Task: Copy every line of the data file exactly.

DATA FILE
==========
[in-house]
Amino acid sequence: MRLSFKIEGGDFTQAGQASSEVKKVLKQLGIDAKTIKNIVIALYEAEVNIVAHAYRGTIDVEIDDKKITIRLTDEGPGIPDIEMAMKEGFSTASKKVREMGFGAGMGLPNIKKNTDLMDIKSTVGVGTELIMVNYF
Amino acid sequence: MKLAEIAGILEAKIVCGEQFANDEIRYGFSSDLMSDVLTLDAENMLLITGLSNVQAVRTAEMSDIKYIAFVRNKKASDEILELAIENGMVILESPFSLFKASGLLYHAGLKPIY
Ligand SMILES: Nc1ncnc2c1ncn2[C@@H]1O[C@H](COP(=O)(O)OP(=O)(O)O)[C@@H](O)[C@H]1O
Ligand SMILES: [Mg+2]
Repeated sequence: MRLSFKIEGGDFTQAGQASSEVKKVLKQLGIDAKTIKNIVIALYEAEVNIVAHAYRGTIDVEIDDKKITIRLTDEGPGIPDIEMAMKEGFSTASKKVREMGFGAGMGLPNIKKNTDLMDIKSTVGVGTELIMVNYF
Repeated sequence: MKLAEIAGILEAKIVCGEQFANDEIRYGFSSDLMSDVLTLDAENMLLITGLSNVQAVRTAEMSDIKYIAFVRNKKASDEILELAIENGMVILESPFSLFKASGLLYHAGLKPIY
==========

[in-house]
Amino acid sequence: MRLSFKIEGGDFTQAGQASSEVKKVLKQLGIDAKTIKNIVIALYEAEVNIVAHAYRGTIDVEIDDKKITIRLTDEGPGIPDIEMAMKEGFSTASKKVREMGFGAGMGLPNIKKNTDLMDIKSTVGVGTELIMVNYF
Amino acid sequence: MKLAEIAGILEAKIVCGEQFANDEIRYGFSSDLMSDVLTLDAENMLLITGLSNVQAVRTAEMSDIKYIAFVRNKKASDEILELAIENGMVILESPFSLFKASGLLYHAGLKPIY
Ligand SMILES: Nc1ncnc2c1ncn2[C@@H]1O[C@H](COP(=O)(O)OP(=O)(O)O)[C@@H](O)[C@H]1O
Ligand SMILES: [Mg+2]
Repeated sequence: MRLSFKIEGGDFTQAGQASSEVKKVLKQLGIDAKTIKNIVIALYEAEVNIVAHAYRGTIDVEIDDKKITIRLTDEGPGIPDIEMAMKEGFSTASKKVREMGFGAGMGLPNIKKNTDLMDIKSTVGVGTELIMVNYF
Repeated sequence: MKLAEIAGILEAKIVCGEQFANDEIRYGFSSDLMSDVLTLDAENMLLITGLSNVQAVRTAEMSDIKYIAFVRNKKASDEILELAIENGMVILESPFSLFKASGLLYHAGLKPIY